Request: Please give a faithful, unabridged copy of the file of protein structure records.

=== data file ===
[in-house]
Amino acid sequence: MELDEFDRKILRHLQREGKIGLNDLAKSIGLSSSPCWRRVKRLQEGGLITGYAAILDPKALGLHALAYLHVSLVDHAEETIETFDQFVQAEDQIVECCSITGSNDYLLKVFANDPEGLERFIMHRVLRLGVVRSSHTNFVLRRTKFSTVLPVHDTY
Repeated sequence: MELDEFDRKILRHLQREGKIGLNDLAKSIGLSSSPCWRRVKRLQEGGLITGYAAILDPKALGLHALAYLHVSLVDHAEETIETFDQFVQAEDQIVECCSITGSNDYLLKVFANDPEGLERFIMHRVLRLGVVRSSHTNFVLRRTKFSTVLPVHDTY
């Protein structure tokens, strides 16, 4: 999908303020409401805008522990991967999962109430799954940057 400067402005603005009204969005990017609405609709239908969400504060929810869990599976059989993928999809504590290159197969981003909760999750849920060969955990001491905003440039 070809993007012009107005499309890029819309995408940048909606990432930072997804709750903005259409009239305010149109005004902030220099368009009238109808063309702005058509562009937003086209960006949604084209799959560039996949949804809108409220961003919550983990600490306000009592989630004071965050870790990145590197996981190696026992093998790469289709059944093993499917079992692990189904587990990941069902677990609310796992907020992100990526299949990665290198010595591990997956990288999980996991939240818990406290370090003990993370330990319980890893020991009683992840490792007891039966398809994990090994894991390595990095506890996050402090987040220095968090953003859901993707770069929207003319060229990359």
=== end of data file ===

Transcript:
[in-house]
Amino acid sequence: MELDEFDRKILRHLQREGKIGLNDLAKSIGLSSSPCWRRVKRLQEGGLITGYAAILDPKALGLHALAYLHVSLVDHAEETIETFDQFVQAEDQIVECCSITGSNDYLLKVFANDPEGLERFIMHRVLRLGVVRSSHTNFVLRRTKFSTVLPVHDTY
Repeated sequence: MELDEFDRKILRHLQREGKIGLNDLAKSIGLSSSPCWRRVKRLQEGGLITGYAAILDPKALGLHALAYLHVSLVDHAEETIETFDQFVQAEDQIVECCSITGSNDYLLKVFANDPEGLERFIMHRVLRLGVVRSSHTNFVLRRTKFSTVLPVHDTY
């Protein structure tokens, strides 16, 4: 999908303020409401805008522990991967999962109430799954940057 400067402005603005009204969005990017609405609709239908969400504060929810869990599976059989993928999809504590290159197969981003909760999750849920060969955990001491905003440039 070809993007012009107005499309890029819309995408940048909606990432930072997804709750903005259409009239305010149109005004902030220099368009009238109808063309702005058509562009937003086209960006949604084209799959560039996949949804809108409220961003919550983990600490306000009592989630004071965050870790990145590197996981190696026992093998790469289709059944093993499917079992692990189904587990990941069902677990609310796992907020992100990526299949990665290198010595591990997956990288999980996991939240818990406290370090003990993370330990319980890893020991009683992840490792007891039966398809994990090994894991390595990095506890996050402090987040220095968090953003859901993707770069929207003319060229990359």